Rules and liability for serving alcohol and drunk driving in Big Sky country
Most states, including Montana, have dram shop laws. A dram shop is a traditional establishment where alcohol is sold to customers in small amounts. A “dram” is a unit of measurement, equal to ⅛ of a fluid ounce, commonly used to measure out spirits or liquor.
Nowadays, the term dram shop is commonly used to describe any establishment that serves alcohol to customers such as a bar, brewery, distillery or restaurant. Dram shop laws establish liability for people and businesses that serve alcohol to an individual who causes harm or injury to a third party in a drunk driving accident.
Dram shop laws in Montana
Montana Revised Statute 27-1-710 outlines the “liability of a person or entity that furnishes an alcoholic beverage for injury or damage arising from an event involving the person who consumed the beverage.” Serving alcohol alone is not grounds for liability. The service must fall under the following circumstances:
- Serving alcohol to a person under 21 years of age, when the server knew the person was underage or served to a person under 21 and didn’t make a reasonable effort to determine the customer’s age.
- Serving alcohol to a person who is visibly intoxicated.
- Forcing or coercing a person to consume alcohol or falsely telling a customer that their beverage is non-alcoholic.
In addition to these circumstances, the injured person must also prove the “injury or damage wholly or partly arising from an event involving the person who consumed the beverage.”
For example, say a bartender serves alcohol to a person who is visibly intoxicated, then this customer leaves the bar and is involved in a drunk driving crash that injures another person. Under Montana’s dram shop law, the injured person could sue the bar for damages related to the crash.
The purpose of dram shop law is to prevent overserving, serving to minors and coercive consumption.
Can private social hosts be held liable under dram shop law?
Montana’s dram shop law applies to a person as well as an entity. This means even a private citizen hosting a party can be liable under dram shop liability. Unlike a business, a person exposes themselves to personal liability. A properly formed business limits the liability of owners or shareholders, but a private person is not afforded such protection.
For example, say Dave holds a party at his home. Dave invites a number of people over to celebrate his new promotion at work. One of the partygoers is Steve. Dave provides an open bar to his guests. Early in the night, Steve starts drinking heavily. Dave keeps pouring drinks for Steve, even after he is visibly intoxicated. By the end of the night, as others begin to leave, Steve says that it’s time for him to go home. Dave walks Steve to his car and Steve drives away. About a block from Dave’s home, Steve hits a pedestrian who is crossing the road.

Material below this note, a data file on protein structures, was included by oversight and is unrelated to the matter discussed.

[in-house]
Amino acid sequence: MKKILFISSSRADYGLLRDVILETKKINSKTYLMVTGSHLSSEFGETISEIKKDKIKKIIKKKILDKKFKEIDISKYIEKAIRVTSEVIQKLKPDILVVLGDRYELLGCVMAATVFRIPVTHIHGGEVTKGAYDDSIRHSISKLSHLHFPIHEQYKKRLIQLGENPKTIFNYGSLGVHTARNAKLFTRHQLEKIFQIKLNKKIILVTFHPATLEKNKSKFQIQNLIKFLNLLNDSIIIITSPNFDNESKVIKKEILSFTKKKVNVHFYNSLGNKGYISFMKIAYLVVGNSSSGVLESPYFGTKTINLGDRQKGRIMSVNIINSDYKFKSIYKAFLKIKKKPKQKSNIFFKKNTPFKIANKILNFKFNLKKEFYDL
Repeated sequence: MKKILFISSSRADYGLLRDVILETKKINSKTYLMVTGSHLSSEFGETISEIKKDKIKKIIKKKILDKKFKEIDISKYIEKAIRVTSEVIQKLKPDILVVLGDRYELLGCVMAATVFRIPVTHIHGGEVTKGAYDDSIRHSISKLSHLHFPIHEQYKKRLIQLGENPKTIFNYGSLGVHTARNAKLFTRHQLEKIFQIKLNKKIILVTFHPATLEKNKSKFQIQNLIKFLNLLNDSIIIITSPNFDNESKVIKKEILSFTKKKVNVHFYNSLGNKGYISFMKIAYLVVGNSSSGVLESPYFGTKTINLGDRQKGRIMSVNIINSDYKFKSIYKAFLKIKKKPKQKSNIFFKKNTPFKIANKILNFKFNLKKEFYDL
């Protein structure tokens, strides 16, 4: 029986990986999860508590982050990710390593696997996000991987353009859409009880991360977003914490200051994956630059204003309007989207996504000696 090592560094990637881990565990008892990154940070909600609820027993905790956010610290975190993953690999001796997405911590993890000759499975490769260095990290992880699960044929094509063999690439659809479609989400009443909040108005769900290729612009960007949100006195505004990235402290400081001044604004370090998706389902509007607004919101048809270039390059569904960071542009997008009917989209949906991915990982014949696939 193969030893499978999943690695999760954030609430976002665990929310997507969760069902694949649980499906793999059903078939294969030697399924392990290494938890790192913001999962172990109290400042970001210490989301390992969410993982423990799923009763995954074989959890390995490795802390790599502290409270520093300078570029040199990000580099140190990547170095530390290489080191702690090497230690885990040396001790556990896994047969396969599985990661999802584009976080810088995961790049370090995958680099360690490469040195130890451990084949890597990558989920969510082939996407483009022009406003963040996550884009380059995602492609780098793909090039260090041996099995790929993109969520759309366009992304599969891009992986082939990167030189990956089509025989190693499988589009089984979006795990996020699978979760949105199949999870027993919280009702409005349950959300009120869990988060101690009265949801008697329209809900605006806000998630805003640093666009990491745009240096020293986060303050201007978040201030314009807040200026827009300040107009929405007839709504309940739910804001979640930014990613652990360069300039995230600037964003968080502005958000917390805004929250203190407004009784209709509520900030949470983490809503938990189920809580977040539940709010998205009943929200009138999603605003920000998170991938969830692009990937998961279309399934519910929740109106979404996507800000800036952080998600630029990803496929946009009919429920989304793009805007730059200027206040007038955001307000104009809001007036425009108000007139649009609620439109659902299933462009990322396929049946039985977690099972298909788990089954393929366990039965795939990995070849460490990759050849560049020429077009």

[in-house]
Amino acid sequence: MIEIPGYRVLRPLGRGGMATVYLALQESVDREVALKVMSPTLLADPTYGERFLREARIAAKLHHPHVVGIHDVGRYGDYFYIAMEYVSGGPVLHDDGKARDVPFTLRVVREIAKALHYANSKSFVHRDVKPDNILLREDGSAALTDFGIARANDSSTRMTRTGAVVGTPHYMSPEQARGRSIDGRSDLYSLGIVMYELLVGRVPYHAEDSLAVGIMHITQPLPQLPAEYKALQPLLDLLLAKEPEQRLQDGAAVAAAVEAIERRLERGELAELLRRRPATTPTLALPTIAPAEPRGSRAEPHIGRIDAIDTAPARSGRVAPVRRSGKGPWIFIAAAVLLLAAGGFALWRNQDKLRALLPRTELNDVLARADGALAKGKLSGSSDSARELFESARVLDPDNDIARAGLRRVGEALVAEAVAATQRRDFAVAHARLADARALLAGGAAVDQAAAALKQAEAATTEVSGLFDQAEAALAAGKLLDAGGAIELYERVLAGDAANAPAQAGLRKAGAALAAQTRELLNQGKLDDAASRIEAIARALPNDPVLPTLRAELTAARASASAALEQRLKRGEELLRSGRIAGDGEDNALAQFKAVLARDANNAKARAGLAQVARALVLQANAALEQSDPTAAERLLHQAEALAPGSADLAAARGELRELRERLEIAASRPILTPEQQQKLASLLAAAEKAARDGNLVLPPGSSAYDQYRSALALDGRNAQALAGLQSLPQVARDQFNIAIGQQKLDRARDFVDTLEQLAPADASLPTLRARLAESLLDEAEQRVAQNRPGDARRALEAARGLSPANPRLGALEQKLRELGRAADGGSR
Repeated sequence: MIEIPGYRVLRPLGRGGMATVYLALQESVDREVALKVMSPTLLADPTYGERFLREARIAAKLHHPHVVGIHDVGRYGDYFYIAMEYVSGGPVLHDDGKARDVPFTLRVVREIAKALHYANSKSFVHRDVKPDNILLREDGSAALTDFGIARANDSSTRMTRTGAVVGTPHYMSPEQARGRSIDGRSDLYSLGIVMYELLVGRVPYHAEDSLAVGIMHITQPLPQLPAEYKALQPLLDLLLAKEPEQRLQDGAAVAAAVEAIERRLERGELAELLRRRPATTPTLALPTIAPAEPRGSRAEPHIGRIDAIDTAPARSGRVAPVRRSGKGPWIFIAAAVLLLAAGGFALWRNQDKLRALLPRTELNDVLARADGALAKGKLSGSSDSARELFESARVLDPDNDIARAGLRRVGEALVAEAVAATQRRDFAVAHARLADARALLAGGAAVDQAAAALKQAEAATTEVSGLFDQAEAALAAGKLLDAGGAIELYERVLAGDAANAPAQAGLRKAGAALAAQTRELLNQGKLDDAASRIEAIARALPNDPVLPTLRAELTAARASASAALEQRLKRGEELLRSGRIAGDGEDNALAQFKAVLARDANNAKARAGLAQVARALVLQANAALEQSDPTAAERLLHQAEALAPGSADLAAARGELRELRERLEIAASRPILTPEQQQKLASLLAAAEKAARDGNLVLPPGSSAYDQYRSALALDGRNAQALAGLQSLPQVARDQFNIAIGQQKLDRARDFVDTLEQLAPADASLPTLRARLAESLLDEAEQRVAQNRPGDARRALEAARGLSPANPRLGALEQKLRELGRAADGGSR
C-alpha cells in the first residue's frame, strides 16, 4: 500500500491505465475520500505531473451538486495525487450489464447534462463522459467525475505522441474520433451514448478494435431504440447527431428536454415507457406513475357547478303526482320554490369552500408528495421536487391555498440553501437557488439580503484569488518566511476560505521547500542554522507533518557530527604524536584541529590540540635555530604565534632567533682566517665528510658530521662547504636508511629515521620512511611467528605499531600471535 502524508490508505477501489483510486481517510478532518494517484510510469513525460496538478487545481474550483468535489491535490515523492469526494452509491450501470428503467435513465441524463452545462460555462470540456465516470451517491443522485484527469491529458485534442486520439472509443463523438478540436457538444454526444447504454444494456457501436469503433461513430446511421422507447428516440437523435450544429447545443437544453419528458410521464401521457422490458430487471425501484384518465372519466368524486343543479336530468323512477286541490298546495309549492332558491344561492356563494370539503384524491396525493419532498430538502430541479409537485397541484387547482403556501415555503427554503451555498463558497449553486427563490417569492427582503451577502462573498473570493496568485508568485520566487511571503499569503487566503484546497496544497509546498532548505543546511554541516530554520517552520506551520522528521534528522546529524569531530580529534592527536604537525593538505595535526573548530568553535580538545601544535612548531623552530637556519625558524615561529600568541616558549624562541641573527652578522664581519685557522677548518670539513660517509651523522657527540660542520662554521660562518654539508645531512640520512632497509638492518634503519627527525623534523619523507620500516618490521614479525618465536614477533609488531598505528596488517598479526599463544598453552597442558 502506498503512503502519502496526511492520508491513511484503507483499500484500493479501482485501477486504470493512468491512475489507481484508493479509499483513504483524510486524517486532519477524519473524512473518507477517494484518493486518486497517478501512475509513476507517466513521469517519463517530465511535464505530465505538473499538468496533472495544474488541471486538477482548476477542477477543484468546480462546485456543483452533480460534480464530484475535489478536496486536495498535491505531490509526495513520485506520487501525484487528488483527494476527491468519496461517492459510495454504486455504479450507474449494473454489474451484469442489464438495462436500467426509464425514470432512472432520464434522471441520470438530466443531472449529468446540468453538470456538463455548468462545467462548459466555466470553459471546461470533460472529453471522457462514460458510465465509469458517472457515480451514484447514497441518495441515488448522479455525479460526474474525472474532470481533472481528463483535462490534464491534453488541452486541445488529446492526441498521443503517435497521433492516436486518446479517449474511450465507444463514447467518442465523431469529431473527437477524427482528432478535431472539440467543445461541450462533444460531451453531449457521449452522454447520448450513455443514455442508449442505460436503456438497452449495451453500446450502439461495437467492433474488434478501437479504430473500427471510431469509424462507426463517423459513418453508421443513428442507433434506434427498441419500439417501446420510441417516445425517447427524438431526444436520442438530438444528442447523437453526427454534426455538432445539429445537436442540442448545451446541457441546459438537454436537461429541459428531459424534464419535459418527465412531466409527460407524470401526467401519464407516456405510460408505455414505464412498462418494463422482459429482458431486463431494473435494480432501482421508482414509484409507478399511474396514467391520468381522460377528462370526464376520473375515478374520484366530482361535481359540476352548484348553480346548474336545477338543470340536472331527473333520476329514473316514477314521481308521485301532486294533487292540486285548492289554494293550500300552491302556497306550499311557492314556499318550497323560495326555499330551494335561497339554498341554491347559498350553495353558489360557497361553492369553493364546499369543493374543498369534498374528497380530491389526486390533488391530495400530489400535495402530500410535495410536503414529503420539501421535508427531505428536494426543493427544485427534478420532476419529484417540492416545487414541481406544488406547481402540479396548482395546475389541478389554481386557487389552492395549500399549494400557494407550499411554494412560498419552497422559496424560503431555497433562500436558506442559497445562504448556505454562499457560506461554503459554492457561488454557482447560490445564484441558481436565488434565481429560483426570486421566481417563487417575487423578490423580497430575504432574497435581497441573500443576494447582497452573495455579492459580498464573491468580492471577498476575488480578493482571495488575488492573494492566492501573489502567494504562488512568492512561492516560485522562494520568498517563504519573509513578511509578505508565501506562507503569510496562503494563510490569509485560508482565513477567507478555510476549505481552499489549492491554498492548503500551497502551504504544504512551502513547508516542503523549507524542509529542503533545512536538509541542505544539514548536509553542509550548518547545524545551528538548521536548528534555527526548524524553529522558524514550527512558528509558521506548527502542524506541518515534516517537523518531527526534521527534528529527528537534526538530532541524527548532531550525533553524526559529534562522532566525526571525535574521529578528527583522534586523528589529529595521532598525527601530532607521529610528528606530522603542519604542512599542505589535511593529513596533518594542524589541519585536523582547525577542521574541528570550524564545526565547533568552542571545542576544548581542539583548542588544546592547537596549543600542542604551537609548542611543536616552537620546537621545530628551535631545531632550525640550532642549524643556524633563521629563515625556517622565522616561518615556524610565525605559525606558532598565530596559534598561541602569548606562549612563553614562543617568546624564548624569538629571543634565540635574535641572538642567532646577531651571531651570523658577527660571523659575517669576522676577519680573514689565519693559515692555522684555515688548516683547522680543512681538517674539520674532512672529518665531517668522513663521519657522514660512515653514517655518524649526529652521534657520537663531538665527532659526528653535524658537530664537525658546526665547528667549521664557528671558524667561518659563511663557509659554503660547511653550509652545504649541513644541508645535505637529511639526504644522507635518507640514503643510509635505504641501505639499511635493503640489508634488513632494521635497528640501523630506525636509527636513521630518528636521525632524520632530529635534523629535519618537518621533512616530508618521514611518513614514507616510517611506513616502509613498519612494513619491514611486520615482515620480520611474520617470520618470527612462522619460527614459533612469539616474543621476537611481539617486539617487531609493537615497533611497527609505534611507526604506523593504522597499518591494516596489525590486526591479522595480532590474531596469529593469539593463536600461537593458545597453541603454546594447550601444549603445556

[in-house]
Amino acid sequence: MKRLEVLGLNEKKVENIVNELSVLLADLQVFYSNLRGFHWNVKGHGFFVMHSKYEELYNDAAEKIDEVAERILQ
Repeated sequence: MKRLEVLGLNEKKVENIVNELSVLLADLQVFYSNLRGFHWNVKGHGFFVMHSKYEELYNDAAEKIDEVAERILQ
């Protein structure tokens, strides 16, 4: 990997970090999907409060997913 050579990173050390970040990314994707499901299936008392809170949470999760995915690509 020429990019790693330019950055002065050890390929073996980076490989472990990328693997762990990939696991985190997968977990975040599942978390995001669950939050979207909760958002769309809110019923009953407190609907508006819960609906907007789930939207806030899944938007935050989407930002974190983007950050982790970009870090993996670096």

In this scenario, Dave (the person who threw the party) could be held liable for the pedestrian’s injuries because he continued to serve alcohol to Steve and allowed him to drive, even though he was visibly intoxicated.
Statute of limitations for dram shop cases
Under Montana law, a person wishing to sue under dram shop law must give notice of intent to sue within 180 days of sale or service. If a person fails to give notice within the 180 days, they are barred from filing the lawsuit.
After giving notice, the injured person has a statute of limitations of 2 years to file a lawsuit. If an injury claim is not filed before this deadline, the action can be dismissed.
How to prevent drunk driving
The best cure is prevention. If you serve alcohol, take protective measures. Limit the number of drinks a person can get. Teach those serving how to recognize the signs of intoxication. Aggressive age verification also hedges the dram shop liability. These tips go for both social hosts and for businesses.
If you are a social host, consider having a professional run the bar at large and important events. This takes the pressure of dram shop liability off your shoulders. These companies, unlike the social host, have insurance and training to prevent and hedge alcohol abuse.
Whether it’s at a bar or at a home party, allowing a person to drive drunk is socially irresponsible and can, in some cases, result in civil liability. The prevention of drunk driving is a group effort, which everyone can play a role in preventing.
If, however, you are injured in a drunk driving accident and you’d like to see if the bar can take some responsibility, you’ll want a knowledgeable and experienced lawyer on your side.